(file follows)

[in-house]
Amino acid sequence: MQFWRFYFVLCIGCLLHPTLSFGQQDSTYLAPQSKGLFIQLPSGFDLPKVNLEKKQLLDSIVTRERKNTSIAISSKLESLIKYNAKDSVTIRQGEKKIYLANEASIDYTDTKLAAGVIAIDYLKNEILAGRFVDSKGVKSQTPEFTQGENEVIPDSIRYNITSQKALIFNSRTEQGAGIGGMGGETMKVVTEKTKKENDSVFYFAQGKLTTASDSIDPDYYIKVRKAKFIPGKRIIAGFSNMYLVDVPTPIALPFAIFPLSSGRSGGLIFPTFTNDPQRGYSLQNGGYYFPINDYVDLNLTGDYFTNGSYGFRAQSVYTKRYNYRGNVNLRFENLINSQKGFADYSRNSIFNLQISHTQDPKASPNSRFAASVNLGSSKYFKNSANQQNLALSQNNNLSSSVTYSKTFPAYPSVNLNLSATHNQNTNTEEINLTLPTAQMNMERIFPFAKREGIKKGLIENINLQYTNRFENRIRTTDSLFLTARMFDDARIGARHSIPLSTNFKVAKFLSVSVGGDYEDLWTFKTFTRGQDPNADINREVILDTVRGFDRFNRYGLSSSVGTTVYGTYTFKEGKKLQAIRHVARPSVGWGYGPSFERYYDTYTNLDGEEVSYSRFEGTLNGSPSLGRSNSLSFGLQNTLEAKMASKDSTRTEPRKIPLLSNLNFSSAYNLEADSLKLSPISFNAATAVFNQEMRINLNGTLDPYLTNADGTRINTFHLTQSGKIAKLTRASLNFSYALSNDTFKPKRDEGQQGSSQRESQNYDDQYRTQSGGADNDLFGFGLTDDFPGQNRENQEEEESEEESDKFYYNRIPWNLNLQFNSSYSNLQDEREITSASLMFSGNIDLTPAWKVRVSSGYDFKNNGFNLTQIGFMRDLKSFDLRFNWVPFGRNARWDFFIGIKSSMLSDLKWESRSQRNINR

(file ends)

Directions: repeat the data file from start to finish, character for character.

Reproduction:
[in-house]
Amino acid sequence: MQFWRFYFVLCIGCLLHPTLSFGQQDSTYLAPQSKGLFIQLPSGFDLPKVNLEKKQLLDSIVTRERKNTSIAISSKLESLIKYNAKDSVTIRQGEKKIYLANEASIDYTDTKLAAGVIAIDYLKNEILAGRFVDSKGVKSQTPEFTQGENEVIPDSIRYNITSQKALIFNSRTEQGAGIGGMGGETMKVVTEKTKKENDSVFYFAQGKLTTASDSIDPDYYIKVRKAKFIPGKRIIAGFSNMYLVDVPTPIALPFAIFPLSSGRSGGLIFPTFTNDPQRGYSLQNGGYYFPINDYVDLNLTGDYFTNGSYGFRAQSVYTKRYNYRGNVNLRFENLINSQKGFADYSRNSIFNLQISHTQDPKASPNSRFAASVNLGSSKYFKNSANQQNLALSQNNNLSSSVTYSKTFPAYPSVNLNLSATHNQNTNTEEINLTLPTAQMNMERIFPFAKREGIKKGLIENINLQYTNRFENRIRTTDSLFLTARMFDDARIGARHSIPLSTNFKVAKFLSVSVGGDYEDLWTFKTFTRGQDPNADINREVILDTVRGFDRFNRYGLSSSVGTTVYGTYTFKEGKKLQAIRHVARPSVGWGYGPSFERYYDTYTNLDGEEVSYSRFEGTLNGSPSLGRSNSLSFGLQNTLEAKMASKDSTRTEPRKIPLLSNLNFSSAYNLEADSLKLSPISFNAATAVFNQEMRINLNGTLDPYLTNADGTRINTFHLTQSGKIAKLTRASLNFSYALSNDTFKPKRDEGQQGSSQRESQNYDDQYRTQSGGADNDLFGFGLTDDFPGQNRENQEEEESEEESDKFYYNRIPWNLNLQFNSSYSNLQDEREITSASLMFSGNIDLTPAWKVRVSSGYDFKNNGFNLTQIGFMRDLKSFDLRFNWVPFGRNARWDFFIGIKSSMLSDLKWESRSQRNINR